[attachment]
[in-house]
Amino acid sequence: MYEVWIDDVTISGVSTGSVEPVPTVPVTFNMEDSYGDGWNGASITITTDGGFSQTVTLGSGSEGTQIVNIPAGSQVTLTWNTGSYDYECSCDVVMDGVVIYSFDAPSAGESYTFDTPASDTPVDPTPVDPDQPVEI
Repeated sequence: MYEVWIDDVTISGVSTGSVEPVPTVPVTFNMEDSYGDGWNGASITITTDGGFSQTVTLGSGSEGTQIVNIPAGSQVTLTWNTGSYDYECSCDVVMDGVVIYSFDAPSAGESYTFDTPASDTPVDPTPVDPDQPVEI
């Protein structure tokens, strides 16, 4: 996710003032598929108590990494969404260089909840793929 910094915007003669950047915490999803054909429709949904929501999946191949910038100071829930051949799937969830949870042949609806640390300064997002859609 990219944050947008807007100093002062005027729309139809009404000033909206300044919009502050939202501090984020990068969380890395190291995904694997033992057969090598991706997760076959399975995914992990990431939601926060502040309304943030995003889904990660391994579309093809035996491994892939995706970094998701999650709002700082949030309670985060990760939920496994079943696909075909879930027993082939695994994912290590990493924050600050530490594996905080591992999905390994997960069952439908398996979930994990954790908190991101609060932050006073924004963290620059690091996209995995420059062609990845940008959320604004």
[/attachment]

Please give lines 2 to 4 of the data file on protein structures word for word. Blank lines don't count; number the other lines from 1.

Amino acid sequence: MYEVWIDDVTISGVSTGSVEPVPTVPVTFNMEDSYGDGWNGASITITTDGGFSQTVTLGSGSEGTQIVNIPAGSQVTLTWNTGSYDYECSCDVVMDGVVIYSFDAPSAGESYTFDTPASDTPVDPTPVDPDQPVEI
Repeated sequence: MYEVWIDDVTISGVSTGSVEPVPTVPVTFNMEDSYGDGWNGASITITTDGGFSQTVTLGSGSEGTQIVNIPAGSQVTLTWNTGSYDYECSCDVVMDGVVIYSFDAPSAGESYTFDTPASDTPVDPTPVDPDQPVEI
């Protein structure tokens, strides 16, 4: 996710003032598929108590990494969404260089909840793929 910094915007003669950047915490999803054909429709949904929501999946191949910038100071829930051949799937969830949870042949609806640390300064997002859609 990219944050947008807007100093002062005027729309139809009404000033909206300044919009502050939202501090984020990068969380890395190291995904694997033992057969090598991706997760076959399975995914992990990431939601926060502040309304943030995003889904990660391994579309093809035996491994892939995706970094998701999650709002700082949030309670985060990760939920496994079943696909075909879930027993082939695994994912290590990493924050600050530490594996905080591992999905390994997960069952439908398996979930994990954790908190991101609060932050006073924004963290620059690091996209995995420059062609990845940008959320604004």